Do you treat passwords for connected “things” the same way you do for other accounts?


You’re opening yourself up to major physical security risks. Today, there are 10 to 20 billion connected devices. In five years, there could be 40 to 50 billion. Most come with default passwords that consumers and even professionals never change. Treat IoT devices like computers and follow the same—or even stricter—protocols for securing them.

Well done. You’re aware that the wide range of communication protocols, standards and capabilities make IoT devices even more complex to secure. So authentication needs to be even more robust and may involve replacing the login-password combination with biometrics or other security.


At your company, are most employees trained on phishing techniques and prevention?


91% of all cyberattacks start at phishing emails. Your business is likely to join that number if your employees have not been trained specifically on what to look for. Then test them repeatedly to ensure they make the right choices.

Well done, but it’s probably not enough. To make sure they won’t fall prey to a scam, employees should be regularly tested on phishing emails. 91% of all cyberattacks start at phishing emails.


How often does your business software get updated?


Data security standards recommend installing critical security patches within one month of release—and even that may not be often enough for the nastiest bugs.

You’re diligent, but even monthly may not be enough for installing some patches. You need to expedite for critical bugs. Many enterprises install required updates the day they are released and thoroughly test them before patching the production environment.


Who has access to important business applications or sites within your company?


Your preference for accessibility is opening your company to big vulnerabilities. But you’re not alone: most managers are largely ignorant of insider threats. You should define permissions to use apps or sites based on job functions. Industrial system operators don’t need to access billing or administrative files—and vice versa. Think of all users as potential attackers when you determine their access.

You’ve made the right choice. Still, companies that restrict access can get lax when it comes to former employees or contractors. 89% of former employees retained access to programs, including email, and 49% logged in after leaving a company. Make sure human resources removes their network access immediately.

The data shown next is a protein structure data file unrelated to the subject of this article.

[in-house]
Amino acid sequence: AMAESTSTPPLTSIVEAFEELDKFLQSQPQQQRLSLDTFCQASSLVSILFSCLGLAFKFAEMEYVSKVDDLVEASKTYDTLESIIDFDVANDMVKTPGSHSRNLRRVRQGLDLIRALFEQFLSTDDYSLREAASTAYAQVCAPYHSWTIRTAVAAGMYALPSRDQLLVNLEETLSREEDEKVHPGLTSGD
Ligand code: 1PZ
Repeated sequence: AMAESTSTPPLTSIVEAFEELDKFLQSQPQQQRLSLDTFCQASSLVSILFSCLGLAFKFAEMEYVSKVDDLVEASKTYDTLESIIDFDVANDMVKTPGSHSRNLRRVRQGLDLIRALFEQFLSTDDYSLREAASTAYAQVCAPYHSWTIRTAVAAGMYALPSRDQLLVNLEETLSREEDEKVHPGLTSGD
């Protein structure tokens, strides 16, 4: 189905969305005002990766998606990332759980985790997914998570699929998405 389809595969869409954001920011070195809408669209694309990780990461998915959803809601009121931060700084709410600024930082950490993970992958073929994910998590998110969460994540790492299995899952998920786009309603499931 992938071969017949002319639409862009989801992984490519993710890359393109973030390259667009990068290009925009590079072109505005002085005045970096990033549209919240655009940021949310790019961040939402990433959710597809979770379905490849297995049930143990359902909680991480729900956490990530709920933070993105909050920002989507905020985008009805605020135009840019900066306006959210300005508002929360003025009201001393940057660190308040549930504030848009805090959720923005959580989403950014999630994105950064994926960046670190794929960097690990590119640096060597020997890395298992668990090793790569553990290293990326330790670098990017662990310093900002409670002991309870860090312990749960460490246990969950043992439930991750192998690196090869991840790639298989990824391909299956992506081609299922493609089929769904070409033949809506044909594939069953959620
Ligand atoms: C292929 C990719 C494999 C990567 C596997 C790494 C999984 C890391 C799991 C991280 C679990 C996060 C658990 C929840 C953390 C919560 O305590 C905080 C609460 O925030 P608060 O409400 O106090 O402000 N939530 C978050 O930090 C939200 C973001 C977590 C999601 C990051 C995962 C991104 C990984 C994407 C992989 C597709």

End of quiz


You have some serious studying to do. Keep reading.

You got one question right. To keep yourself safe, you have a lot more work to do.

You might understand one aspect of cybersecurity, but it takes a holistic understanding to be truly safe. Keep reading.

You’re getting there, but are still missing the big picture. Time to brush up on best practices.

4/5 isn’t bad! But in a world with advanced, persistent threats, you need to be completely buttoned up.

Amazing! You clearly have a good understanding of cybersecurity. But don’t get complacent. Stay up to date with current trends, technologies and coverage.

Sources: Carnegie Mellon and Penn State University Study, 2016; The Internet of Things: Evolution or Revolution? AIG, 2015; 2016 Enterprise Phishing Susceptibility and Resiliency Report, PhishMe; PCI Security Standards Council DSS v3, 2016; “The Danger from Within” Harvard Business Review, 2014



What makes the biggest difference when protecting yourself or your company from a cyberattack?

You. Human error is involved in almost every cyber breach. Technology works, but people make errors.

Avoiding many of these errors just takes some basic knowledge. See how you rate at some of the elementary but effective techniques for cybersecuring your world.

step one

Identify threats and vulnerabilities

The first step to crafting a formidable cyber defense is discovering vulnerabilities and gaps in security. This process begins best with a professional cybersecurity controls assessment, which measures an organization or individual’s cybersecurity maturity, and should result in a “to-do” list to get up to speed. These assessments typically include an inventory of devices, systems, software and applications.

Next, a risk assessment to evaluate threats and vulnerabilities specific to the person or company. And finally, technical testing, including vulnerability scans and penetration tests to check infrastructure security and remediate risks.